From Judge Gerald McHugh’s decision yesterday in Tannous v. Cabrini Univ. (E.D. Pa.): This is an action brought by Kareem Tannous, a former university professor, against, a non-profit watchdog organization that reshared Plaintiff’s social media posts with additional commentary…. [B]ecause I agree that Defendant’s online blog constituted protected opinion under the First Amendment, even…

Marvin Guy mug shot | Bell County

A jury in Texas on Tuesday convicted a man of murdering a local police officer in a case that pitted no-knock raids against the right to self-defense.

Marvin Guy, who waited in jail for over nine years before his trial, was found guilty of murdering Detective Charles Dinwiddie, whom Guy said he mistook for an intruder after a SWAT team in 2014 smashed his bedroom window and tried to break into his home with a battering ram during a 5:45 a.m. drug raid. The panel declined, however, to convict him of capital murder and instead opted for murder, meaning they did not agree—at least not unanimously—that Guy knew he was shooting at law enforcement.

The raid was the product of a no-knock warrant, which police pursued in response to a tip that Guy had been dealing cocaine, and which allowed them to break into Guy’s apartment without first identifying themselves.

On May 9, 2014, before the sun rose, about two dozen officers arrived at Guy’s residence. The team struggled to fully penetrate the door with their battering ram; something was blocking it from behind. One officer accidentally detonated his stun grenade, inflaming what was already a raid rapidly going awry.

Guy, who lived in a high-crime area, said he was woken up and assumed the police were criminals trying to break into his home. He had allegedly been on edge about such a situation: One of his neighbors had reportedly been victimized similarly a week before when an intruder choked her after forcing entry by way of her first-floor window. Guy allegedly hit four officers, killing Dinwiddie and prompting police to fire over 40 rounds in return.

The prosecution, however, theorized that Guy had somehow come to know the police were coming and that he’d set a trap to “ambush” them. “One man’s ambush is another man panicked, being scared his home is being broken into,” countered Jon Evans, Guy’s defense attorney.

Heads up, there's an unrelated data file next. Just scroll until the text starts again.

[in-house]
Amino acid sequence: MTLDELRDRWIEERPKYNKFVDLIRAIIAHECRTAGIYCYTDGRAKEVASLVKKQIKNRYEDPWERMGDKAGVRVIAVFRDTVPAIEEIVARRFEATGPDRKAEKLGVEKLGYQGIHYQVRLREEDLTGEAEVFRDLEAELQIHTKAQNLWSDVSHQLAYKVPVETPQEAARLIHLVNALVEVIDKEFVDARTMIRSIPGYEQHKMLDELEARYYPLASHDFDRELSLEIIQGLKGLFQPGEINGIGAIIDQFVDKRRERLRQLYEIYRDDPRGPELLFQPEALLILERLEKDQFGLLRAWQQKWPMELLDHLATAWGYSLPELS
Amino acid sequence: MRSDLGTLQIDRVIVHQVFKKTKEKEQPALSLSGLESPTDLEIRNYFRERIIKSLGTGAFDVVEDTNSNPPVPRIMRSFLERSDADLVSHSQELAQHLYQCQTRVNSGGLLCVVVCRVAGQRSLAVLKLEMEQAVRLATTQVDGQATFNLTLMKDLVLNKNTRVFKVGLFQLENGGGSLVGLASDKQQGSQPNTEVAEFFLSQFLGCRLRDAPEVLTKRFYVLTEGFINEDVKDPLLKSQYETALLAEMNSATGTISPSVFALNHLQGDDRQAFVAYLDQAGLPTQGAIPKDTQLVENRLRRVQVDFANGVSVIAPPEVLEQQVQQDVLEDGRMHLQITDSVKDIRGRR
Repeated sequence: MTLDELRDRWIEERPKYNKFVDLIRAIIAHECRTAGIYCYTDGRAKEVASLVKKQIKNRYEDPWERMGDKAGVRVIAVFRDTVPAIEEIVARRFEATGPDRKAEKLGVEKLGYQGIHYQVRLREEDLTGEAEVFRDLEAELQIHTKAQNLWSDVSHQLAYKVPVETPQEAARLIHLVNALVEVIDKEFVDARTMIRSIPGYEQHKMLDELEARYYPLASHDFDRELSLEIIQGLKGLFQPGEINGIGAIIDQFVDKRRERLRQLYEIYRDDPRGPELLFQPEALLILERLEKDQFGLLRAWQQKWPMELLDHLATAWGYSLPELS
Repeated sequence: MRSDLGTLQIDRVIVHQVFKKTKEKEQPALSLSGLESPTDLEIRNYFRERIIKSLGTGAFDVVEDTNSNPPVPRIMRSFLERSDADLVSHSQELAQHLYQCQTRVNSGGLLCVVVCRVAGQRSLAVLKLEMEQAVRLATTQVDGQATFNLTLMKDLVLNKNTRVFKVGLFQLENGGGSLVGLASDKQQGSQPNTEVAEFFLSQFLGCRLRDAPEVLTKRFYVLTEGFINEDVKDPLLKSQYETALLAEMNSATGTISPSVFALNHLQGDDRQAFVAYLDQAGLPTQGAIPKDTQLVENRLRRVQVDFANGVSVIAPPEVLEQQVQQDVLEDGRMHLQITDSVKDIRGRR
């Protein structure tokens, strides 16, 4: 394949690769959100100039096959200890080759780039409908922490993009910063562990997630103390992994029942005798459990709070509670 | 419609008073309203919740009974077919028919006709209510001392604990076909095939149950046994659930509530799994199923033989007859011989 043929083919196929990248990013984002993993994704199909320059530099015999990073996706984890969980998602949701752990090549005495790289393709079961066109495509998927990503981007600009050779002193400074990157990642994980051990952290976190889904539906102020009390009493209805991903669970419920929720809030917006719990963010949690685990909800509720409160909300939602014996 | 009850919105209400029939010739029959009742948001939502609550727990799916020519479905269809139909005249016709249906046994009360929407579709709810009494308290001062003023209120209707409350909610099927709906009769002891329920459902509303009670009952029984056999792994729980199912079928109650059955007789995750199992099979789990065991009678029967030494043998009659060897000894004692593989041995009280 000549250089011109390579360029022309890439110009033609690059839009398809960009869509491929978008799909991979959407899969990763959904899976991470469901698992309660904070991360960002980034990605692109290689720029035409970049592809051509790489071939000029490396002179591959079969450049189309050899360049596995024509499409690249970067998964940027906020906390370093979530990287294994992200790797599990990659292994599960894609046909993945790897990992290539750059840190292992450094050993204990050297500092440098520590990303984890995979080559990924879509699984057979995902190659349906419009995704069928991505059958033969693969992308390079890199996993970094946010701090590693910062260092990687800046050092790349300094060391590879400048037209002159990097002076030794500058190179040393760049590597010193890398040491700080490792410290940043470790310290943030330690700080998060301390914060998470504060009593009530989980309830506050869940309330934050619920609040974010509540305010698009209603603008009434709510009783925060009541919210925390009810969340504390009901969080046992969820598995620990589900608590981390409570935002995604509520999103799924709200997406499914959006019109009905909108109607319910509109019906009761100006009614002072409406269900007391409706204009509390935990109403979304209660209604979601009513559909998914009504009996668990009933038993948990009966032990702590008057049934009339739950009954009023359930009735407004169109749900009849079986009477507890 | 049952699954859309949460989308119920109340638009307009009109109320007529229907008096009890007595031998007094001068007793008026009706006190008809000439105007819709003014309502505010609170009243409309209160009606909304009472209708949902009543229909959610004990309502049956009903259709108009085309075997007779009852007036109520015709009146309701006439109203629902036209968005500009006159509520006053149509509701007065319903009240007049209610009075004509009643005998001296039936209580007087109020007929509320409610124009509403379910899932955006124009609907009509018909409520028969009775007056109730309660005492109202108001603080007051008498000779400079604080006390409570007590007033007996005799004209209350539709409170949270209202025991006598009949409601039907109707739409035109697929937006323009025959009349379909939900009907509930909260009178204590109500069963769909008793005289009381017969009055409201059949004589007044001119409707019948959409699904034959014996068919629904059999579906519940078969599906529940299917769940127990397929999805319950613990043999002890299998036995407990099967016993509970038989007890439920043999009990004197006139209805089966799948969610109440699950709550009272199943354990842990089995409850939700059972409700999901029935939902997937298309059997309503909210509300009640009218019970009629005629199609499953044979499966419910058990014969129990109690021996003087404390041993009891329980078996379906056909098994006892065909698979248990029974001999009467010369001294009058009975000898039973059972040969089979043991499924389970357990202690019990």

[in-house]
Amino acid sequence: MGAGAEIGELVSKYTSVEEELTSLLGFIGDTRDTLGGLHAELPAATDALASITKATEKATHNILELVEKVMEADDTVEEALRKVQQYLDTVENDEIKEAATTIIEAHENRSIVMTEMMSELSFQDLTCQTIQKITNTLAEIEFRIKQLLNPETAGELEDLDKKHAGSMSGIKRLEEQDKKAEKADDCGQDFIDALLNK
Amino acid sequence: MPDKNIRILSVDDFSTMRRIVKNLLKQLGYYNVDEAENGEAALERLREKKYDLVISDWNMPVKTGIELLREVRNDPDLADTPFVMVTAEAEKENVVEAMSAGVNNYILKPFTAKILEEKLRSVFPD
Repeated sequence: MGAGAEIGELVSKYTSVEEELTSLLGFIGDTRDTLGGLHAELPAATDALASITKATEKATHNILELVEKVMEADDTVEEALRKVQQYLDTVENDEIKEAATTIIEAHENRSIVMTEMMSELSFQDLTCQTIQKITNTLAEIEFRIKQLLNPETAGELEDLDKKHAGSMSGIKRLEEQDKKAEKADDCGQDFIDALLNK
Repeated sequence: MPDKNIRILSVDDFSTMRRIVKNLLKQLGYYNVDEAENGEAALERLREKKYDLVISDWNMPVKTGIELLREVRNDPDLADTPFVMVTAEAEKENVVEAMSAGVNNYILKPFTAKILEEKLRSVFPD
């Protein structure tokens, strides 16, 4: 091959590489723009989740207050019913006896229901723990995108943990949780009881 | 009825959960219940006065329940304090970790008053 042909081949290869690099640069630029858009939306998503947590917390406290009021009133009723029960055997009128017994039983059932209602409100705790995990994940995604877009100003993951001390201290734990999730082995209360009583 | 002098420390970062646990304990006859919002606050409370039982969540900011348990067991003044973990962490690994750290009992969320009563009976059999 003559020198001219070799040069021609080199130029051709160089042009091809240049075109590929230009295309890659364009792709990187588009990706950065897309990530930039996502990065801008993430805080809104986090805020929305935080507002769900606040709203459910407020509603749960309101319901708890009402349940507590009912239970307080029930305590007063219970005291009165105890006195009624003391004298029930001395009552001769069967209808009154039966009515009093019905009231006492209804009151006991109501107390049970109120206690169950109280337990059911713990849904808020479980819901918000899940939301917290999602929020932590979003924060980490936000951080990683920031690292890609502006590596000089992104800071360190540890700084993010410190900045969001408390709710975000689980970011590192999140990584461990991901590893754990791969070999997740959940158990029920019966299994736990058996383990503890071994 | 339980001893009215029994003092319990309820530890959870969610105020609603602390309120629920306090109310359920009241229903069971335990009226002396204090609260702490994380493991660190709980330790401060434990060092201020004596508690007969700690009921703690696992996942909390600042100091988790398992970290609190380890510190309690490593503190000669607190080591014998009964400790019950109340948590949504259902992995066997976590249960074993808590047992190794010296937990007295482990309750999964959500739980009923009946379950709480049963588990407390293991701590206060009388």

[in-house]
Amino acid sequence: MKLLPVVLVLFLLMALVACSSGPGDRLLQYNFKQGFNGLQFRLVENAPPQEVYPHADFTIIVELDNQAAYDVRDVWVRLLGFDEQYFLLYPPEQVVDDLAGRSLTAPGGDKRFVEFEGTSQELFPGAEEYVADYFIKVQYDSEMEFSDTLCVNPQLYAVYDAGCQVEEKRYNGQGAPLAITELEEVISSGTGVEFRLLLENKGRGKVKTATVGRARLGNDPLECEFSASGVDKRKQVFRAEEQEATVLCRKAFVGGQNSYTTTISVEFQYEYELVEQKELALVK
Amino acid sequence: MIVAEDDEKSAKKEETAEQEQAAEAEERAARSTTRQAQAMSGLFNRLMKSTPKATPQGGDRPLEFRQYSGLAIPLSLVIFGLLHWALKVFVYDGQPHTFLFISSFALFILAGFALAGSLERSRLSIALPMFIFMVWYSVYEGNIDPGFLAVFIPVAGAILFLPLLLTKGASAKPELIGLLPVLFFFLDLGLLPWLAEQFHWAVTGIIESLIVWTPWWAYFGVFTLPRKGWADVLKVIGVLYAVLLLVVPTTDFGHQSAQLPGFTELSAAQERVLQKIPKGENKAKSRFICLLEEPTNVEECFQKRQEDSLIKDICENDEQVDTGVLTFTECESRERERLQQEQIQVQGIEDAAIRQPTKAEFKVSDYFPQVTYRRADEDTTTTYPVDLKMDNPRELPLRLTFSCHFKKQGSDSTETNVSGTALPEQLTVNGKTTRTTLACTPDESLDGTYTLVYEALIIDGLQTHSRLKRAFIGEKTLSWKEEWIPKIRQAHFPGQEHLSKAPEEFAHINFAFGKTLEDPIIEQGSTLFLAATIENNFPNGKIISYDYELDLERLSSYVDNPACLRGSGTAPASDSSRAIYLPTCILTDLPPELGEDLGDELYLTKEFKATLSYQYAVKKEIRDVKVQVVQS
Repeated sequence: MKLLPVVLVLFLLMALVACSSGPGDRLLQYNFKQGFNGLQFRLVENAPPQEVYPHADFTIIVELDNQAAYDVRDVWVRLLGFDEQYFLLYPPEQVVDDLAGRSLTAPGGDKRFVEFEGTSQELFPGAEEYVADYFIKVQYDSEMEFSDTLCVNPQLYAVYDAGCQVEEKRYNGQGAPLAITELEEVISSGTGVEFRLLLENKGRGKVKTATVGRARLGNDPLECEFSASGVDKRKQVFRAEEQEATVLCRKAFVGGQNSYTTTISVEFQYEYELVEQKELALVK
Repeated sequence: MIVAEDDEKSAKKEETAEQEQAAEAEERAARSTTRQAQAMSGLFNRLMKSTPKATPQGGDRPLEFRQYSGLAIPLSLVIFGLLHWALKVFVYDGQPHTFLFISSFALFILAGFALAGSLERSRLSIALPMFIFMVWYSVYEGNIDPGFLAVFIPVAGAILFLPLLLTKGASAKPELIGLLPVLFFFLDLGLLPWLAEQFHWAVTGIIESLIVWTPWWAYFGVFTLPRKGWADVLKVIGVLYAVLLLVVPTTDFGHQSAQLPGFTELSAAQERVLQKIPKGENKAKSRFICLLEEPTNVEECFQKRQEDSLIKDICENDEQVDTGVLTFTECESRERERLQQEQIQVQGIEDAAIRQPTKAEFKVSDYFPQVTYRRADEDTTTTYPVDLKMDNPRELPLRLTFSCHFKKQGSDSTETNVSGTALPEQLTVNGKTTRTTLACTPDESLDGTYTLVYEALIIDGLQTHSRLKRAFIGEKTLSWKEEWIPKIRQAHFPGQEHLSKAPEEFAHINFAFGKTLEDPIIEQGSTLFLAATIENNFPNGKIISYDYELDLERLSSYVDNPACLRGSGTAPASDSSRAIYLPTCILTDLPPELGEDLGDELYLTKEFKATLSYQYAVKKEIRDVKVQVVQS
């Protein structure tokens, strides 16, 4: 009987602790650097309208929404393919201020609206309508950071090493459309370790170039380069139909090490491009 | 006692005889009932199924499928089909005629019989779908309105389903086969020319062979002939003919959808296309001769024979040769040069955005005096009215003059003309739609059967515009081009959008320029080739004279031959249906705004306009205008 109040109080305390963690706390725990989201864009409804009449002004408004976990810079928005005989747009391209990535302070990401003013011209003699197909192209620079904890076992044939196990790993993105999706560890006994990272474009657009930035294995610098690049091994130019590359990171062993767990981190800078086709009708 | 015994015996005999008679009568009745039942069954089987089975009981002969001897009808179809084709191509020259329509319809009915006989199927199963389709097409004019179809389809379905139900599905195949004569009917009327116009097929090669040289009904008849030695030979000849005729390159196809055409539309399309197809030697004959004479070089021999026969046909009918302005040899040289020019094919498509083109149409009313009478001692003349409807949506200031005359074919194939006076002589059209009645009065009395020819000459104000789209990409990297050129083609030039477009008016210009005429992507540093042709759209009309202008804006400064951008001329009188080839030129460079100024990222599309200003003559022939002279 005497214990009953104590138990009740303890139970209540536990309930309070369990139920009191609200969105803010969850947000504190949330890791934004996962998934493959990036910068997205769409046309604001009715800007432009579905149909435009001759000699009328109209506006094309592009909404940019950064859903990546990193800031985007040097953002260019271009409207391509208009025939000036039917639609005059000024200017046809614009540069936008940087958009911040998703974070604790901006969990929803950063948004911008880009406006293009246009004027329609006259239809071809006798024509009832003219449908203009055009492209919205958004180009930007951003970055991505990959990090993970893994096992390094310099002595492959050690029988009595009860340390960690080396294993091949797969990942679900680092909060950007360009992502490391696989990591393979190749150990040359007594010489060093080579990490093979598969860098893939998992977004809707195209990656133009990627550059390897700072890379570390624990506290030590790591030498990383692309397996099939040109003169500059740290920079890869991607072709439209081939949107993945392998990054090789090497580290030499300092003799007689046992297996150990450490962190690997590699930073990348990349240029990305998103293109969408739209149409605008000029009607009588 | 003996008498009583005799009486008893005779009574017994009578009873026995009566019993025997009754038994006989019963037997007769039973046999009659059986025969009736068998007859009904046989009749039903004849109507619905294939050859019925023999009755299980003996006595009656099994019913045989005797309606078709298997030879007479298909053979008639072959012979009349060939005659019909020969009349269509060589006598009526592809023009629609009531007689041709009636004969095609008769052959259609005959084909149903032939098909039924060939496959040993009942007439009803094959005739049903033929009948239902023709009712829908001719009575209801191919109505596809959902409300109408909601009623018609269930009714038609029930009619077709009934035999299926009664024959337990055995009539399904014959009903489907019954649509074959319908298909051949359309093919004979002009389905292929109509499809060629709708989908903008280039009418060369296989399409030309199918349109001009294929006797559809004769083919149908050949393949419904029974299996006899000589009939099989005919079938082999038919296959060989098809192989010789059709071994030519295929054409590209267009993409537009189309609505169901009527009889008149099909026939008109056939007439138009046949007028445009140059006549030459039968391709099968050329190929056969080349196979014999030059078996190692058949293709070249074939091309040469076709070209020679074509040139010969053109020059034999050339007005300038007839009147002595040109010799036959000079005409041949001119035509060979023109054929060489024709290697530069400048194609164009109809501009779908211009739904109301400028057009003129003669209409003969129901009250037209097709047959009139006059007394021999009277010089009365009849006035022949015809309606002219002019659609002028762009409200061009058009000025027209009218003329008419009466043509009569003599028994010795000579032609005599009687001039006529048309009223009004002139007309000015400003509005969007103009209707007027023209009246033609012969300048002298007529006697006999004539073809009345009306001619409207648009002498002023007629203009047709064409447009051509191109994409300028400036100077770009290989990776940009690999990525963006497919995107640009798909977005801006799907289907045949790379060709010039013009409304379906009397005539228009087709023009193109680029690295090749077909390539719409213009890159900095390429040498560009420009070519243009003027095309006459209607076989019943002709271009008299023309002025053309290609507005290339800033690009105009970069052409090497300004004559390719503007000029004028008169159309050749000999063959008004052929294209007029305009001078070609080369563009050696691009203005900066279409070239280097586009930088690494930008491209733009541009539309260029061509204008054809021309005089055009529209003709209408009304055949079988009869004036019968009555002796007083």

Key to the defense’s case were the frenzied circumstances characteristic of many no-knock raids—namely that it was set in motion without warning and before dawn, when the target is likely to be disoriented. A witness for the government testified the first day that during such raids it was department policy to shine a light into the home so police could see in but the subject couldn’t see out.

The prosecution concluded their case on Thursday with testimony from Dinwiddie’s widow, Holly, in what was effectively a victim impact statement. “He had a zest for life,” she said. “He woke up happy.” The defense rested the same day after calling one witness: retired Killeen Police Department Commander Scott Meads, who conducted an administrative review of the raid and identified several tactical errors and concerns, including that the officers were confused over the apartment’s layout.

Texas has the Castle Doctrine, the legal principle that entitles someone to stand their ground in their home if they perceive a deadly threat. That protection evaporates, however, if the person is engaged in illegal activity. Law enforcement allegedly found traces of white powder on Guy’s apartment floor, in his car, and in the trash, though the government did not charge him with a drug crime.

He is not the first defendant who has struggled to reconcile no-knock raids with the right to protect yourself. As I wrote earlier this month:

In 2020, Breonna Taylor was killed by police during a similar raid after her boyfriend, Kenneth Walker, grabbed a firearm he legally owned and fired one shot at police, believing them to be intruders. (Police claim they announced themselves before breaking down Walker’s door; Walker says he didn’t hear them.) Charges against him were ultimately dismissed.

But not everyone’s case attracts the attention of the world. Guy—who was held on $4 million bond and whose trial was delayed multiple times due to his poor health; the COVID-19 pandemic; defense attorneys leaving or being terminated; and arguments with the District Attorney’s office over obtaining evidence—will find out his fate next week at sentencing. Prosecutors originally wanted the death penalty, which they agreed to drop last year in order to expedite the almost decade-long pretrial process.

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